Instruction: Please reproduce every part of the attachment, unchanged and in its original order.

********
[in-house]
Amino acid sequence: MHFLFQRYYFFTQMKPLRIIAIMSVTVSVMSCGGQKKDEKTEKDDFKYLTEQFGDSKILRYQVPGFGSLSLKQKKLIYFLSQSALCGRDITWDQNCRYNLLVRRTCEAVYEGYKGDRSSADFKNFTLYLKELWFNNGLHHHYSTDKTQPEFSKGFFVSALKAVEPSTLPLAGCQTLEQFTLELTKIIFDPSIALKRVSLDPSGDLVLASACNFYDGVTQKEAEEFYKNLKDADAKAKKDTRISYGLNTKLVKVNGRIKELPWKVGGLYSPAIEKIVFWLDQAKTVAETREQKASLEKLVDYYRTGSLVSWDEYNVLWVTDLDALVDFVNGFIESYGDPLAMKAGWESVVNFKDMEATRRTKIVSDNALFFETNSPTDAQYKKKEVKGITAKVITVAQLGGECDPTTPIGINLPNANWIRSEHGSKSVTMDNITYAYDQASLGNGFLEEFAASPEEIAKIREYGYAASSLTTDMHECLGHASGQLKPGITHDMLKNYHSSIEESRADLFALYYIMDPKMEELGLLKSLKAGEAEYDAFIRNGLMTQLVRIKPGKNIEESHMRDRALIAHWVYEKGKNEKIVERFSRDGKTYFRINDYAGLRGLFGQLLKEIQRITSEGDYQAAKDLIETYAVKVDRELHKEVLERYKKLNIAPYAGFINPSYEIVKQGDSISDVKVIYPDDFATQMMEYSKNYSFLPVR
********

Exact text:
[in-house]
Amino acid sequence: MHFLFQRYYFFTQMKPLRIIAIMSVTVSVMSCGGQKKDEKTEKDDFKYLTEQFGDSKILRYQVPGFGSLSLKQKKLIYFLSQSALCGRDITWDQNCRYNLLVRRTCEAVYEGYKGDRSSADFKNFTLYLKELWFNNGLHHHYSTDKTQPEFSKGFFVSALKAVEPSTLPLAGCQTLEQFTLELTKIIFDPSIALKRVSLDPSGDLVLASACNFYDGVTQKEAEEFYKNLKDADAKAKKDTRISYGLNTKLVKVNGRIKELPWKVGGLYSPAIEKIVFWLDQAKTVAETREQKASLEKLVDYYRTGSLVSWDEYNVLWVTDLDALVDFVNGFIESYGDPLAMKAGWESVVNFKDMEATRRTKIVSDNALFFETNSPTDAQYKKKEVKGITAKVITVAQLGGECDPTTPIGINLPNANWIRSEHGSKSVTMDNITYAYDQASLGNGFLEEFAASPEEIAKIREYGYAASSLTTDMHECLGHASGQLKPGITHDMLKNYHSSIEESRADLFALYYIMDPKMEELGLLKSLKAGEAEYDAFIRNGLMTQLVRIKPGKNIEESHMRDRALIAHWVYEKGKNEKIVERFSRDGKTYFRINDYAGLRGLFGQLLKEIQRITSEGDYQAAKDLIETYAVKVDRELHKEVLERYKKLNIAPYAGFINPSYEIVKQGDSISDVKVIYPDDFATQMMEYSKNYSFLPVR